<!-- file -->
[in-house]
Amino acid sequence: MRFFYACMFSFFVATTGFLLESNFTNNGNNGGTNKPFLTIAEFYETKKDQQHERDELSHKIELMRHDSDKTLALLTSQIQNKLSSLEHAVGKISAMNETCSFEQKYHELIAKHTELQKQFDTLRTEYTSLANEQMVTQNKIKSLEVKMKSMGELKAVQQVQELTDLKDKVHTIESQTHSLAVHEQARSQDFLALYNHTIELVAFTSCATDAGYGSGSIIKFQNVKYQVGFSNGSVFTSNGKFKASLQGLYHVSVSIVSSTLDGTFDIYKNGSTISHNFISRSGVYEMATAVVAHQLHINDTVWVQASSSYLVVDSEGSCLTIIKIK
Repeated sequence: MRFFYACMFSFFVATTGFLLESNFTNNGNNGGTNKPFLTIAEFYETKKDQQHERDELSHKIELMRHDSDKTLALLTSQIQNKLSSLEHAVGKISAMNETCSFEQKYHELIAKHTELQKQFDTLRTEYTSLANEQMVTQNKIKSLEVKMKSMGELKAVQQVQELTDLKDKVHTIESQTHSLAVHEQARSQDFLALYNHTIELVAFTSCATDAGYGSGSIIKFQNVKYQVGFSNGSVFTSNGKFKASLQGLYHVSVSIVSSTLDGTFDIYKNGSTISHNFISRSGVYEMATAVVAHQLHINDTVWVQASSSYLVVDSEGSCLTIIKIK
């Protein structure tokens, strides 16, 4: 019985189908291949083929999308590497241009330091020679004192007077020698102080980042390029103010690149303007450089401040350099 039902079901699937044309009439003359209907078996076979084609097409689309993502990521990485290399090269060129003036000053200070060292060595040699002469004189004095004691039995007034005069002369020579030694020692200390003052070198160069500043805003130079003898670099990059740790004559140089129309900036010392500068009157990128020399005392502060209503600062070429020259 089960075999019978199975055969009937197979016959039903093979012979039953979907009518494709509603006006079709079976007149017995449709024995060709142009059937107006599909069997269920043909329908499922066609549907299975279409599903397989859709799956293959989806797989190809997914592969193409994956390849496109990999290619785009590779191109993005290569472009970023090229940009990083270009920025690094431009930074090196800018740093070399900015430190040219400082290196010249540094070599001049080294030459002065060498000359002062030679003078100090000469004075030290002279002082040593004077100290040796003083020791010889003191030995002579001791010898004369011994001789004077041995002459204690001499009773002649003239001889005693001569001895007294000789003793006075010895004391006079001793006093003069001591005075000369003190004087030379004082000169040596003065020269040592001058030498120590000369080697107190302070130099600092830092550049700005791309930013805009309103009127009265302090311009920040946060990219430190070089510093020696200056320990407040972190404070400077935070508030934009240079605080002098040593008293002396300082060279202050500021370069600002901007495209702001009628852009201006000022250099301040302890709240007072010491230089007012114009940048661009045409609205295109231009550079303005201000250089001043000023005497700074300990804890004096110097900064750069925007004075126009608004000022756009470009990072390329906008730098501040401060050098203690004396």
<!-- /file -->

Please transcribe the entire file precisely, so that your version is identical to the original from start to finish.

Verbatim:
[in-house]
Amino acid sequence: MRFFYACMFSFFVATTGFLLESNFTNNGNNGGTNKPFLTIAEFYETKKDQQHERDELSHKIELMRHDSDKTLALLTSQIQNKLSSLEHAVGKISAMNETCSFEQKYHELIAKHTELQKQFDTLRTEYTSLANEQMVTQNKIKSLEVKMKSMGELKAVQQVQELTDLKDKVHTIESQTHSLAVHEQARSQDFLALYNHTIELVAFTSCATDAGYGSGSIIKFQNVKYQVGFSNGSVFTSNGKFKASLQGLYHVSVSIVSSTLDGTFDIYKNGSTISHNFISRSGVYEMATAVVAHQLHINDTVWVQASSSYLVVDSEGSCLTIIKIK
Repeated sequence: MRFFYACMFSFFVATTGFLLESNFTNNGNNGGTNKPFLTIAEFYETKKDQQHERDELSHKIELMRHDSDKTLALLTSQIQNKLSSLEHAVGKISAMNETCSFEQKYHELIAKHTELQKQFDTLRTEYTSLANEQMVTQNKIKSLEVKMKSMGELKAVQQVQELTDLKDKVHTIESQTHSLAVHEQARSQDFLALYNHTIELVAFTSCATDAGYGSGSIIKFQNVKYQVGFSNGSVFTSNGKFKASLQGLYHVSVSIVSSTLDGTFDIYKNGSTISHNFISRSGVYEMATAVVAHQLHINDTVWVQASSSYLVVDSEGSCLTIIKIK
């Protein structure tokens, strides 16, 4: 019985189908291949083929999308590497241009330091020679004192007077020698102080980042390029103010690149303007450089401040350099 039902079901699937044309009439003359209907078996076979084609097409689309993502990521990485290399090269060129003036000053200070060292060595040699002469004189004095004691039995007034005069002369020579030694020692200390003052070198160069500043805003130079003898670099990059740790004559140089129309900036010392500068009157990128020399005392502060209503600062070429020259 089960075999019978199975055969009937197979016959039903093979012979039953979907009518494709509603006006079709079976007149017995449709024995060709142009059937107006599909069997269920043909329908499922066609549907299975279409599903397989859709799956293959989806797989190809997914592969193409994956390849496109990999290619785009590779191109993005290569472009970023090229940009990083270009920025690094431009930074090196800018740093070399900015430190040219400082290196010249540094070599001049080294030459002065060498000359002062030679003078100090000469004075030290002279002082040593004077100290040796003083020791010889003191030995002579001791010898004369011994001789004077041995002459204690001499009773002649003239001889005693001569001895007294000789003793006075010895004391006079001793006093003069001591005075000369003190004087030379004082000169040596003065020269040592001058030498120590000369080697107190302070130099600092830092550049700005791309930013805009309103009127009265302090311009920040946060990219430190070089510093020696200056320990407040972190404070400077935070508030934009240079605080002098040593008293002396300082060279202050500021370069600002901007495209702001009628852009201006000022250099301040302890709240007072010491230089007012114009940048661009045409609205295109231009550079303005201000250089001043000023005497700074300990804890004096110097900064750069925007004075126009608004000022756009470009990072390329906008730098501040401060050098203690004396």